Review: Two young boys kill themselves months apart. Nobody seems to care, so the boy’s Mom calls in the help from a deformed detective. Atmospheric reading, a noir graphic novel where tragedy meets mystery and suspense, and one of the most intriguing casts of characters I’ve read about in a while. A definite recommendation for fans of horror / mystery.

 Girls and Monsters

Title: Girls and Monsters

Author: Anne Michaud

Genre: Short Stories Collection, Dark Fiction, Horror

Rating: 3,5 stars

Purchase: Amazon

This dark but uplifting collection of five Young Adult novellas includes:

Death Song: Liz is in love with Joe, but the monster of the lake has other plans for them.

Black Dog: Scarlet is engaged in a struggle for her sanity, but according to the voice in her head, she may be too late.

A Blue Story: When Katherine’s beloved dog goes missing, she fears her strange new neighbor might be involved.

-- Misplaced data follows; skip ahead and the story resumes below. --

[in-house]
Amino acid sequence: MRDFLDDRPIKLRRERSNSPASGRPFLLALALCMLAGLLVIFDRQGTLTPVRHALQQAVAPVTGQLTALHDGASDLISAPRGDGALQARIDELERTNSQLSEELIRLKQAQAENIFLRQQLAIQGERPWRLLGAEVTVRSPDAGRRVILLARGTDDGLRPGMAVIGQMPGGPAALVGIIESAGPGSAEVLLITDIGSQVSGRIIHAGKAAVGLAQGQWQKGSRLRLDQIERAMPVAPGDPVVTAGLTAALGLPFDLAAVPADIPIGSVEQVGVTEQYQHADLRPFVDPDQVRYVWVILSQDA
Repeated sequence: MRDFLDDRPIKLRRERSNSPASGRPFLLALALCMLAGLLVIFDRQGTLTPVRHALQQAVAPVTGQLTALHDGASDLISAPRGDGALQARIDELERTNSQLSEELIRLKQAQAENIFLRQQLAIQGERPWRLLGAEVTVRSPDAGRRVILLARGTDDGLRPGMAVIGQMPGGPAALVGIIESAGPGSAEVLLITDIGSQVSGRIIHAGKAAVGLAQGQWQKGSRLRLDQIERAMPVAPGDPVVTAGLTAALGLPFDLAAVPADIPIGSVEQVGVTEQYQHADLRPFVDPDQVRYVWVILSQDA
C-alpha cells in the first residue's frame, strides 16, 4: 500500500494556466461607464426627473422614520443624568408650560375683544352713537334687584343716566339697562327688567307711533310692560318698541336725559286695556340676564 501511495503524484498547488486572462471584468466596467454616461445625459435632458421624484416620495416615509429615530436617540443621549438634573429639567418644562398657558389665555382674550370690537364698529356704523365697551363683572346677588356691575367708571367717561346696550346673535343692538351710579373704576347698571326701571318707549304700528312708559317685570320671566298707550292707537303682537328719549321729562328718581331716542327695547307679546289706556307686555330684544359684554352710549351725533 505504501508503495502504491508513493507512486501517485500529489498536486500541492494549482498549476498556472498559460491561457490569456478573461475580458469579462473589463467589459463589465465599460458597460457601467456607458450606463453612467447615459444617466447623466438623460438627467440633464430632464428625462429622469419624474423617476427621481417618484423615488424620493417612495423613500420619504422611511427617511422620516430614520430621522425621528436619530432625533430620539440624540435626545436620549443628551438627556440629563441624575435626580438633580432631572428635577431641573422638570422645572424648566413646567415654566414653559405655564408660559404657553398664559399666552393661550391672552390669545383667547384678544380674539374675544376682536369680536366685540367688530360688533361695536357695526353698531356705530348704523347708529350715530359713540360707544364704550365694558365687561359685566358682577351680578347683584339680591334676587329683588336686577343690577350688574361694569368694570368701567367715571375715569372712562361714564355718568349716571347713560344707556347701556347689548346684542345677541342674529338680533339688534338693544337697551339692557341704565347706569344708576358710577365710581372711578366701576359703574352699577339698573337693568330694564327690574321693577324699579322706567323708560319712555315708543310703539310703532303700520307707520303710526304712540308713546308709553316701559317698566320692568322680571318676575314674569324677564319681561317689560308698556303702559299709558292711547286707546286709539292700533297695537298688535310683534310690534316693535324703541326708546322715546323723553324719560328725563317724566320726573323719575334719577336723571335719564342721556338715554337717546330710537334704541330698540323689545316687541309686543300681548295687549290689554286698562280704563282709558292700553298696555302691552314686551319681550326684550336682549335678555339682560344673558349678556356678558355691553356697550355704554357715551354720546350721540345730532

Dust Bunnies: Christiane faces her childhood arachnophobia and ends up confronting even greater fears in this test of sisterhood.

We Left at Night: Brooke and her family must abandon their home and their lives to make it out of a disease-plagued town overrun by zombies.

Girls & Monsters is for everyone who has ever been brave enough to confront their childhood fears…and lived to tell about it.

Review: Girls and Monsters is a short story collection, all featuring stories by Anne Michaud, and all stories have something to do with girls and monsters. The writing is of great quality overall, and the stories are original enough to entertain. “Dust Bunnies” was my favorite story, mostly because I’m scared of spiders, and this story played on that fear. Overall the stories offer unique twists, but I found “We Left at Night” to be a bit of a letdown.